King Ellicott's vision of a government that included women was at the
center of her commitment towards state and national government reform.
She was instrumental in changing the perception of women in society largely
through her involvement in broadening the scope of Maryland women's organizations
and through the movement for women's suffrage at the turn of the 20th century.
Elizabeth King was born in 1858 to a prominent Baltimore family. Her mother died when she was very young and King grew up with her cousin and future founder of Bryn Mawr, M. Carey Thomas. Together they attended the Quaker Howland Institute in New York.
By her mid-30's, King was among the founders of the companion Bryn Mawr School for Girls in Baltimore and was instrumental in opening the medical school of Johns Hopkins University to women students. King later became a member of the Women's Literary Club and joined a small faction that wished to expand the club's scope beyond the discussion of literary topics. King's circle was unable to amend the literary club's constitution, so, in 1894, they organized the Arundell Club and elected King as their president.
King viewed municipal government as housekeeping on a larger scale. Therefore, she felt a purpose of the Arundell Club should be to promote the economical and efficient management of government. Soon, the Arundell Club was affiliated with the General Federation of Women's Clubs. By 1896 membership had reached 300. King wanted to develop a special section of the club solely dedicated to government reform so, in the same year, she launched the Arundell Good Government Club. It was the first women's organization in Baltimore to discuss and act on civic problems. However, King realized that while local women's groups, along with the help of male reformers, could achieve some reform goals, larger organizations with greater memberships were needed to produce more significant results. In 1809, King helped organize the Maryland Federation of Women's Clubs. King was the federation's first president and she led the effort to broaden the potential impact of women's efforts from Baltimore to the entire state. By the federation's first meeting, membership consisted of 19 women's clubs and 2,100 women.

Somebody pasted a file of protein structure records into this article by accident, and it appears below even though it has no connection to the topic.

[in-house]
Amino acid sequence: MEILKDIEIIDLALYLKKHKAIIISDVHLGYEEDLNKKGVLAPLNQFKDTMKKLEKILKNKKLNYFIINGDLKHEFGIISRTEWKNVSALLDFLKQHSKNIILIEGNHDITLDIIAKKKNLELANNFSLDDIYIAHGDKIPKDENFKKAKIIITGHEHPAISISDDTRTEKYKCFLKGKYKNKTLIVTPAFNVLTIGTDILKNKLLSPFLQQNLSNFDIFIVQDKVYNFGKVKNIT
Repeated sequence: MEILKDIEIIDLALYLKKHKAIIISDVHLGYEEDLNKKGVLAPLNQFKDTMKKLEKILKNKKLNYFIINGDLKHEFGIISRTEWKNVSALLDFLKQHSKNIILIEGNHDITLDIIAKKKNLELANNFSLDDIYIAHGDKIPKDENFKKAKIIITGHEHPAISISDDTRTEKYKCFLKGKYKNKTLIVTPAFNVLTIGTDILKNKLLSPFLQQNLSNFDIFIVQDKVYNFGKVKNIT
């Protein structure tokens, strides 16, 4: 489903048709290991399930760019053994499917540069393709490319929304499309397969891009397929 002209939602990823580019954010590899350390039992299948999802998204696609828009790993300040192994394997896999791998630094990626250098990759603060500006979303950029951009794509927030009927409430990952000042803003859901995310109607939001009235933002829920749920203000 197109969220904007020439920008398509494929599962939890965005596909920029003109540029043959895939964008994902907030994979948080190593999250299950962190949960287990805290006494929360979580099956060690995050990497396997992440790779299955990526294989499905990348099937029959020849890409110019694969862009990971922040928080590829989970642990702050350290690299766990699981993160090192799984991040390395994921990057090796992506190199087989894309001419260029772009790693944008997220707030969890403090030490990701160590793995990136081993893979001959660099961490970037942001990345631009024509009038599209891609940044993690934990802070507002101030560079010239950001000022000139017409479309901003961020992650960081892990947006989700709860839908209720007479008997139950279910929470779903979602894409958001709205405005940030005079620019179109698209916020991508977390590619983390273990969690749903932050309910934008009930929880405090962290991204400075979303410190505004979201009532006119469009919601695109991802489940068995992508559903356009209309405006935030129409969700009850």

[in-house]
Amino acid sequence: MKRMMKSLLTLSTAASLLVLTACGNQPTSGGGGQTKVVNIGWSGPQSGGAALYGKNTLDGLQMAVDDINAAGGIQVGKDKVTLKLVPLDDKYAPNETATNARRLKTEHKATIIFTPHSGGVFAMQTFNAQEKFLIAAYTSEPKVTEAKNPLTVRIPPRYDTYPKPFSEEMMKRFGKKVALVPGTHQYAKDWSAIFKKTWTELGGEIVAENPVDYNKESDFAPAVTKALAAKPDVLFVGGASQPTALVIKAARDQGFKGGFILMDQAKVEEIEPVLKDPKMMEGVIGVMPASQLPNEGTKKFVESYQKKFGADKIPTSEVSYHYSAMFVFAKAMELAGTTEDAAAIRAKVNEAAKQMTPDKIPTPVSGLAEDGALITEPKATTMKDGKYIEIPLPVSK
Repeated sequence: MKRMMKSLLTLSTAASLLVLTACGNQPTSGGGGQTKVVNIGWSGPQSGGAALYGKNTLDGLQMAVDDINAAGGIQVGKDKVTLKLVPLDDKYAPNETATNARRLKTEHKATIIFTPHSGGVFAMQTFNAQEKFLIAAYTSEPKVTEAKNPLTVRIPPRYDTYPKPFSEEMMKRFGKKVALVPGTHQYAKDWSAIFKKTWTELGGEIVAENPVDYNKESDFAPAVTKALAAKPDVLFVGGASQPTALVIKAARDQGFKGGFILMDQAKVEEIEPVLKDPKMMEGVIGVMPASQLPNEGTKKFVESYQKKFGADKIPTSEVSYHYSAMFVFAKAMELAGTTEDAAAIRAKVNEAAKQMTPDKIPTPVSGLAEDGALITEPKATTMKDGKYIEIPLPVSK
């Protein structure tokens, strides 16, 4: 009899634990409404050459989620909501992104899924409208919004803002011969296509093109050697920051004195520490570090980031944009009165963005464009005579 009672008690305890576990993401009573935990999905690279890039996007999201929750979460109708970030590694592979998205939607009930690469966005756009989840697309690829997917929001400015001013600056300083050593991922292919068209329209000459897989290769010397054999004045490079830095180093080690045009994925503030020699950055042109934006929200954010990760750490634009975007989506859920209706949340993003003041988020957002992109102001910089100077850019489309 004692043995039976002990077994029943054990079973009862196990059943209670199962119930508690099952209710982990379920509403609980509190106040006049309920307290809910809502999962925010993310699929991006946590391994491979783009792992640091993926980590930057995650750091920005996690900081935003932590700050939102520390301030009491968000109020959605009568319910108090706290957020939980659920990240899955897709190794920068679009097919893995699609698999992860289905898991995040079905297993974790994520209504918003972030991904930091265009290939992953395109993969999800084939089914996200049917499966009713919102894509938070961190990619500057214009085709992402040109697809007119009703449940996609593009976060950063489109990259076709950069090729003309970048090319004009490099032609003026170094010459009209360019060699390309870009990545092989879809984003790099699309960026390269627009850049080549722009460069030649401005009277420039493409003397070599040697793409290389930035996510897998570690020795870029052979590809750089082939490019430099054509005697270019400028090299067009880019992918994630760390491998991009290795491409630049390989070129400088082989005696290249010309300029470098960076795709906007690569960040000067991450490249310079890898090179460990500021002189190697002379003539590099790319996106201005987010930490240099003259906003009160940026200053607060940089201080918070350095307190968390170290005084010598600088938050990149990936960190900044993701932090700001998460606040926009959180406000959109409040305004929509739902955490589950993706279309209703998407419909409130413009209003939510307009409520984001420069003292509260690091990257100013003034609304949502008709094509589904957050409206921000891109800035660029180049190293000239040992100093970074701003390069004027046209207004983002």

A year later, King married architect William Ellicott, heir to a flour milling fortune. However, her marriage did not affect her activism.
Elizabeth King Ellicott was deeply involved in the women's suffrage movement. She led the effort to create and maintain unity among various state suffrage organizations and helped to spread suffrage activism across the state.. By 1910, because of unity issues, responsibility for organizing the state suffrage movement fell to Ellicott and Edith Houghton Hooker, founder of the Just Government League.
Ellicott led the Maryland Federation of Women's Club once again in 1914 and steered it towards influencing the Maryland General Assembly. For the first time, the federation endorsed legislation such as strengthening compulsory education laws, the state assumption of the Maryland Industrial School for Girls, tree planting and conservation, and the reorganization of the Board of State Aid and Charities. Also, it supported a measure to open the Maryland Agricultural College to women on an equal basis with men and a minimum wage for women. Noting, in 1914, the failure of most of the federation-sponsored legislative agenda, Ellicott begged members not to be discouraged. She declared, "We have gained insight and experience and at the next legislature we will be better equipped for punishing the interests of women."
King was plagued with frequent bouts of poor health. Following the 1914 legislative session, Ellicott became ill and could not attend the federation's annual meeting in April. However, she sent a message to the gathering expressing her belief in the power of the federation. She wrote, "I am convinced of the Vitality and far reaching influence of the federation and its usefulness in supplying to the lives of women and communities in which they dwell, a power for good and for progress."
Elizabeth King Ellicott died on May 14, 1914, at the age of 56. Her
will directed that $25,000 be used for the political education of women.